Overall response to venetoclax was 21% in a group of chemotherapy-refractory AML and MDS patients [77]. Clinical studies are ongoing with early venetoclax and HMA administration in MDS. So far only the results of non-randomized studies are published demonstrating promising overall and complete remission rates (59% and 14%, respectively) even in HMA-exposed patients [78].

Glasdegib, another inhibitor of signaling pathways, was registered in 2019 for therapy of AML and high-risk MDS in combination with chemotherapy. The drug inhibits Hedgehog (Hh) pathway previously described as an embryogenesis regulator, since Hh proteins are involved in cell and tissue differentiation. Like other intracellular signaling systems, the Hh pathway plays an important role in cell cycle regulation of malignant cells and is involved into the mechanisms of chemotherapy resistance [79].

In a Phase I study, 31% of AML and high-risk MDS patients have achieved complete remission during the glasdegib therapy combined with LDAC and decitabine [80]. Complete remission was achieved in 46% of the patients with similar disorders in another study using glasdegib combined with systemic 7+3 chemotherapy [81]. In a randomized study comparing glasdegib plus LDAC against LDAC a 3-month increase in OS was demonstrated, along with long-term stabilization of the disease in some patients. The rates of response to glasdegib monotherapy in refractory MDS comprise only 6% [82]. Chaudhry et al. noted that therapeutic activity of glasdegib requires expression of GLI3 suppressor gene which may be hypermethylated in MDS and AML. Determination of GLI3 expression may serve as predictor of response to glasdegib treatment [83]. Despite relatively low efficiency, glasdegib is well tolerated, thus allowing to suggest it as a component of combined therapy in MDS.

About 5% of MDS cases are associated with IDH1 and IDH2 gene mutations. The mutated IDH variants are associated with excessive production of R2-hydroxyglutarate which causes functional insufficiency of TET2 gene [84, 85]. Presently, two IDH inhibitors for oral administration are under clinical trials, enasidenib, and ivosidenib (respectively for IDH2 and IDH1 inhibition). The Phase II study in AML and high-risk MDS patients, enasidenib therapy was associated with response in 53% of the patients including complete remission in 7% [86]. There are no preliminary results on ivosidenib in MDS at the present moment. However, in elderly AML ivosidenib induced complete remission, including one with partial hematologic recovery, in 42.4% of patients and median duration of remission was not reached with 2-year follow up [87].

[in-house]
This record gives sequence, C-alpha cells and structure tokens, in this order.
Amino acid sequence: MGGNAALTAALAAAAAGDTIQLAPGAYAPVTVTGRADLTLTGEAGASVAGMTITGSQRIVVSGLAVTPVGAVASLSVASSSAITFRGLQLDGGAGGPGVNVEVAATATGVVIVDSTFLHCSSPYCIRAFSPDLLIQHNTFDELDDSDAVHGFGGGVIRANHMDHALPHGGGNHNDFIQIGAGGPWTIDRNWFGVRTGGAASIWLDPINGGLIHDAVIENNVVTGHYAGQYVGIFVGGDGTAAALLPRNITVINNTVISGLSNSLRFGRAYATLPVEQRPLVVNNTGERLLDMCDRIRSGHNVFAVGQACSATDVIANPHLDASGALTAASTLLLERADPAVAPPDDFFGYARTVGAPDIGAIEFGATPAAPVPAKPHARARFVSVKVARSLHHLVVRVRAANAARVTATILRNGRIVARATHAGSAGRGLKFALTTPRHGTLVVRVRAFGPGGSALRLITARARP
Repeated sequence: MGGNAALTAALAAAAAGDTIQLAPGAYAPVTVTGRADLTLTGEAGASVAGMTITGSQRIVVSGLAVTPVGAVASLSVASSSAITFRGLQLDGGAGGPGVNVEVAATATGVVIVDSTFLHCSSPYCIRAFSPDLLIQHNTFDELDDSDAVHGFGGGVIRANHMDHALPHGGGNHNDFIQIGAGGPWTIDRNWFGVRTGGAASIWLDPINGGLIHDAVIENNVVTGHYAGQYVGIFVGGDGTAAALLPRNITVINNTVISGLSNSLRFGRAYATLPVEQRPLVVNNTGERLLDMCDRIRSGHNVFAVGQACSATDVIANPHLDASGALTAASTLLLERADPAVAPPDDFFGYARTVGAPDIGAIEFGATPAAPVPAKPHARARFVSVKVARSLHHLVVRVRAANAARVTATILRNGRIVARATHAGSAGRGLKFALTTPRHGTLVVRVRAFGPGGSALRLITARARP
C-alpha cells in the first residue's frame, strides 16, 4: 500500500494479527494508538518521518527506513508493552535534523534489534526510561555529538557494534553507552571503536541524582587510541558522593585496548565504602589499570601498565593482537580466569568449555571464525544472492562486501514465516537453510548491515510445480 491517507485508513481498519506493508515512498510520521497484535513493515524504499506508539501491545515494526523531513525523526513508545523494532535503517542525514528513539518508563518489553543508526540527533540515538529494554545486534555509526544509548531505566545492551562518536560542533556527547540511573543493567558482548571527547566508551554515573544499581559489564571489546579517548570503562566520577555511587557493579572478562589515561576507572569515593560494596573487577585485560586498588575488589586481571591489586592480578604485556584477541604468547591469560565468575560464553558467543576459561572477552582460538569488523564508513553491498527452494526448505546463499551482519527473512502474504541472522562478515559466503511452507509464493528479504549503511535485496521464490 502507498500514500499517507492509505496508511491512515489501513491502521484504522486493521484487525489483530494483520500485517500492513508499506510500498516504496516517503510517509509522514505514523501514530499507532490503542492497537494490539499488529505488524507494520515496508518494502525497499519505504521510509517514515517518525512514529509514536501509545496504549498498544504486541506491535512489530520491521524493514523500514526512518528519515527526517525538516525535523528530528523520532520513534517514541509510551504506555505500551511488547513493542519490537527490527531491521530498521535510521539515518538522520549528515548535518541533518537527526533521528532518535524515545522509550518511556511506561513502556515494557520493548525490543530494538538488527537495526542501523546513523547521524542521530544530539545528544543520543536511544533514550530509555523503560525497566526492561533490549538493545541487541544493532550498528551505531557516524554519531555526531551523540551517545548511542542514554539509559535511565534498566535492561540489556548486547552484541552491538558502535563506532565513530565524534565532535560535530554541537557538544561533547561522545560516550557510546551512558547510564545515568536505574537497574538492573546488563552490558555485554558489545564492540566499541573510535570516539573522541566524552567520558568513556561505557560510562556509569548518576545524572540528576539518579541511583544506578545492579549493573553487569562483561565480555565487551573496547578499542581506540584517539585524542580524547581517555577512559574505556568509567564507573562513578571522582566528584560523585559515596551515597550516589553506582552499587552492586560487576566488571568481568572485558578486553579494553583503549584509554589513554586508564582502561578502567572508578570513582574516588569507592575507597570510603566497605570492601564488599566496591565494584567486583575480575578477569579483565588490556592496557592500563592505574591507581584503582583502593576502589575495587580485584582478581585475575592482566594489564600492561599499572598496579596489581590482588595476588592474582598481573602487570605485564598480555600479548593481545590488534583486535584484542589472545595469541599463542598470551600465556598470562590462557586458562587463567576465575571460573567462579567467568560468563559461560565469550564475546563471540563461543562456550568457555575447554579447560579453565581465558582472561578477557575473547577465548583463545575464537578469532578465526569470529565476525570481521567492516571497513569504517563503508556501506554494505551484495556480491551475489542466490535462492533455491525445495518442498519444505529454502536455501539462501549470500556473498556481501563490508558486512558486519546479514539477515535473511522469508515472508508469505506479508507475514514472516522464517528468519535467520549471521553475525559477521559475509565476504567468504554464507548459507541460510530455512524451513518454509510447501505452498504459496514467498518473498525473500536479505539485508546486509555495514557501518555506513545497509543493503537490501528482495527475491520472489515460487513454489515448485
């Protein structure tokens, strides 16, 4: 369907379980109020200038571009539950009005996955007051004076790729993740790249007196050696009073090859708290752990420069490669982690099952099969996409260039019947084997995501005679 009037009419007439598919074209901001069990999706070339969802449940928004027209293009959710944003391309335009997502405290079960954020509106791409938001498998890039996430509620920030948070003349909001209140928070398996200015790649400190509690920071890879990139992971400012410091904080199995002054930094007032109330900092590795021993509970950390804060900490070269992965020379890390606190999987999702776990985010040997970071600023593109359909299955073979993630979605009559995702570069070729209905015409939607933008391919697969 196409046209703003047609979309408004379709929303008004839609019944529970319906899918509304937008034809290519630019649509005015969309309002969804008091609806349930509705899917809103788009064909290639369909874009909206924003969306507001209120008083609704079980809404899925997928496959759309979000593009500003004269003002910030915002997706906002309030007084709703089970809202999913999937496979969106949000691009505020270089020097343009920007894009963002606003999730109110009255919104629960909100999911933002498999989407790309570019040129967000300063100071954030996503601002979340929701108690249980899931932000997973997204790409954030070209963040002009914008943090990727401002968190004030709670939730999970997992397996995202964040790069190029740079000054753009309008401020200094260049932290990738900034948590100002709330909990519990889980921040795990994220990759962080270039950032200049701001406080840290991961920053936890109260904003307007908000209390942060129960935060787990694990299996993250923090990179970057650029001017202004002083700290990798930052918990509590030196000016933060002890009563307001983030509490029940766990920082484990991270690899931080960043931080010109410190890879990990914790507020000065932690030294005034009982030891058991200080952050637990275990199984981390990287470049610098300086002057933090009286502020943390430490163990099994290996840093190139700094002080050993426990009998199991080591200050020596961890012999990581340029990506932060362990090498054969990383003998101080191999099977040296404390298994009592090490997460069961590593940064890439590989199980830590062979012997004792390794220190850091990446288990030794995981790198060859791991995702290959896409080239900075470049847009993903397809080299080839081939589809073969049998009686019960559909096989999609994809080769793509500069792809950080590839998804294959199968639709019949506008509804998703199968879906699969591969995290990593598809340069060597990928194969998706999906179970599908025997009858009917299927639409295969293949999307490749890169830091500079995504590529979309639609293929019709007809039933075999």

Rigosertib is another clinically tested inhibitor of signal pathways which is able to suppress several kinases, e.g., Akt, PI3K. A clinical study in MDS patients has demonstrated reduction of blastosis [88]. However, Phase III study in HMA-resistant patients did not show any differences in survival between Rigosertib treatment and best available therapy [89]. At present, Rigosertib is tested in combination with 5-azacitidine [90].

A small group of MDS patients exhibits FLT3 mutation [11]. These patients are prone to rapid transformation to AML, thus precluding data accumulation on clinical efficiency of FLT3 inhibitors in this MDS variant. Nevertheless, the MDS experience shows that addition of Midostaurin to chemotherapy is associated with 8% increase in relapse-free survival [91]. The response rate in combined therapy with 5-azacitidine was 26% [92]. Meanwhile, the second-generation FLT3 inhibitors (Gilteritinib and Quizartinib) demonstrate more optimistic results [93, 94], thus creating the basis for addition of these agents to standard therapy in MDS patients with FLT3 mutations.

Summarizing the overview of developing targeted therapies, it is important to mention that few of them induce high complete remission rate and these complete remissions are not durable in the high proportion of the patients. When keeping in mind the complex pathogenesis of this disease, it is clear that complex approaches to therapy are required. The successful examples of other hematological diseases give us hope for long-term improvement of survival in MDS (Fig. 5).